P.S. I also love nonhuman characters, which is why I choose to play as nonhumans in videogames 100% of the time when given the option. I’d gladly read a story about a lizard person or a robot or a plasma starfish any day.

  5. LeeEsq

    This is a big issue in historical fiction. Since people in the past really did act, believe, and think differently than most people living in the present regardless of political beliefs, if you make your protagonist too of the time then the audience might not really like them that much. If you are going for mass market appeal that isn’t a good thing. So authors often make the protagonists more modern thinking than others or just ignore a lot of what made the past really weird for most modern people.

    • Dave L

      Particularly in matters of social justice

      • Jeppsson

        If people want to write historical fiction with authentic characters, it’s probably best to do research by reading tons of texts actually written at the time. I mean, you can’t do that for any time period, of course, not if you write about, like, bronze age characters. But insofar as it’s possible.

        It’s so easy for people to err in the other direction too. Like, they think people in the past weren’t social justicy by today’s standards, so instead they make them like today’s conservatives or bigots. But today’s bigotry and conservatism are ALSO different from past beliefs in numerous ways.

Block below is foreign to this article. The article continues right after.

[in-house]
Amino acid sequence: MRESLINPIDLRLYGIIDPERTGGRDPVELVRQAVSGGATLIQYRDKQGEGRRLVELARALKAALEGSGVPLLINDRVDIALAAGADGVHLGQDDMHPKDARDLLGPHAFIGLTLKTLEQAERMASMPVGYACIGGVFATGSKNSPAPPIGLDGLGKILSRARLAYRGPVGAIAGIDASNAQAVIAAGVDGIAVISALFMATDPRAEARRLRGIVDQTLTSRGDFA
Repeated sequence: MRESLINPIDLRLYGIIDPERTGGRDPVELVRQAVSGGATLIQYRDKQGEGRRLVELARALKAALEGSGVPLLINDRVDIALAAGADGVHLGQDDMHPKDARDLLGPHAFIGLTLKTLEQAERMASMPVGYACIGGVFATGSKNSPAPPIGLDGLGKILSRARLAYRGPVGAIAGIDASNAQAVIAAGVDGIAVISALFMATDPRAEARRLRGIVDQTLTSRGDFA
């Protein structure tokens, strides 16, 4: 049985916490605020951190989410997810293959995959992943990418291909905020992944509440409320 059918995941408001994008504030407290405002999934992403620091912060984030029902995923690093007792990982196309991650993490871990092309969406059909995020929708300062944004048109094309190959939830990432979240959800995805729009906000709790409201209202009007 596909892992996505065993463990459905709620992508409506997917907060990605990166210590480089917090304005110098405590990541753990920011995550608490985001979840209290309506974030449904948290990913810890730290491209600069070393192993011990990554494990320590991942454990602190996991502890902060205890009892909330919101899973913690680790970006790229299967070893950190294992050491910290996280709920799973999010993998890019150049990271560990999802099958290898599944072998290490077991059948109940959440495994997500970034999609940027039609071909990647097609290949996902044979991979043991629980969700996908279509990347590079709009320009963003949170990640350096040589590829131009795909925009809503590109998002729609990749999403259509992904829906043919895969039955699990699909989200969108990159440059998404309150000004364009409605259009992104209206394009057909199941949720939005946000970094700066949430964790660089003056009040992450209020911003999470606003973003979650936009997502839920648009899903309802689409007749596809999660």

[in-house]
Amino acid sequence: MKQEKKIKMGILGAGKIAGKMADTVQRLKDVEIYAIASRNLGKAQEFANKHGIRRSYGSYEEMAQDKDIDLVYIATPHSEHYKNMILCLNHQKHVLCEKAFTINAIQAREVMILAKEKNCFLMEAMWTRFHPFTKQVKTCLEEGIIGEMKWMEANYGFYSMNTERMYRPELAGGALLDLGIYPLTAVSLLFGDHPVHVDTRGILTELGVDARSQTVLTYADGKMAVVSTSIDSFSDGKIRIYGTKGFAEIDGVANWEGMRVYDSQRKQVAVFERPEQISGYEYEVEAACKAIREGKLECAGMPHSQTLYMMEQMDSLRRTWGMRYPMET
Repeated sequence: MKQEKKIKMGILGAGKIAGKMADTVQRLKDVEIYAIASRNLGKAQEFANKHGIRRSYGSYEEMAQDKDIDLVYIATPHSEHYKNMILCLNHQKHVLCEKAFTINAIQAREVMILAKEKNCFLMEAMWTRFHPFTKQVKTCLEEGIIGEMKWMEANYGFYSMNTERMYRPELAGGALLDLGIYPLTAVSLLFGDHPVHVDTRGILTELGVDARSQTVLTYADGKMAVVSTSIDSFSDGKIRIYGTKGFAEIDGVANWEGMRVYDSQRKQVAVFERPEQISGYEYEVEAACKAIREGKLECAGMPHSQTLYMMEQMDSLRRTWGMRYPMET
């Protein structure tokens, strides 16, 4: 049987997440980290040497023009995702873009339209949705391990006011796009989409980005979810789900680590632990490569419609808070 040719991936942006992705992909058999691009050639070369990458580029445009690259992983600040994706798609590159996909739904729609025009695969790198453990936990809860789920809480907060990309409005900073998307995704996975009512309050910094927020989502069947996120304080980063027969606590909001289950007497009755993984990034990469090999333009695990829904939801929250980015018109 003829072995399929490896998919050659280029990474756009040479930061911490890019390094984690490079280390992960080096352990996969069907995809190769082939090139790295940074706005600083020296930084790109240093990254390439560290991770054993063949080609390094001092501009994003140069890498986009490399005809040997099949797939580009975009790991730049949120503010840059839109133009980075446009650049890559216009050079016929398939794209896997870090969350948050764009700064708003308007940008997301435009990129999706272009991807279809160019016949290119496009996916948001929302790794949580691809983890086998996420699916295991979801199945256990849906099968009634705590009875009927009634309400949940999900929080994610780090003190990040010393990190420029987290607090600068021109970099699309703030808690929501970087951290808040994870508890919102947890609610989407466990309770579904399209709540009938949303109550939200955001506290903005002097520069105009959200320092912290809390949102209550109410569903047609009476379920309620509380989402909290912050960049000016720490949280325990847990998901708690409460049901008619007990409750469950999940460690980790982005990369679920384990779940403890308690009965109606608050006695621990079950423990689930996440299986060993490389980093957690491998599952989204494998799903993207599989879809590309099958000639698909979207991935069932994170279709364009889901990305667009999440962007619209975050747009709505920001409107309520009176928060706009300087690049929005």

• LeeEsq

        I think most people living in developed countries will be disgusted around the amount of entertainment involving cruelty to animals in the past. You generally don’t have too many characters into cock fighting or bear-baiting even those were considered good fun until the 19th century at earliest.

  6. Jeppsson

    I think relability can be a trade-off thing too.

    When I had beta readers for my first and so far only finished book, one of them commented:
    “I don’t get why the MC sometimes thinks about things that are completely irrelevant to her situation. It doesn’t add anything to her character or the plot, so I think you should cut that out.”
    Another person, who did have criticism about other things, wrote:
    “What I like best is that the MC is so relatable, she feels like a real person, more so than any other character I’ve ever read about! Like how her mind races when she’s stressed and under pressure; that’s just the way people react in real life.”
    I wrote her like that because that’s how I am under pressure, and presumably beta reader no 2 as well. Whereas people who don’t react like that found it weird.
    In the end I toned it down a little and added a bit more self-awareness on part of the MC, but I largely kept this quirk of hers as is.
    I think a lot of personality issues might work in similar ways; you win some and lose some.

    Or what do you say, more experienced authors on this blog? Please chime in.

  7. Cay Reet

    For me, relatability is down to understanding the motivations of a character. I don’t have to agree with them or think their motivations are good, but I can relate better to a character, be it a human, a lizard, or an evil-minded shade of pink, if I can see where their actions come from, why they do what they do.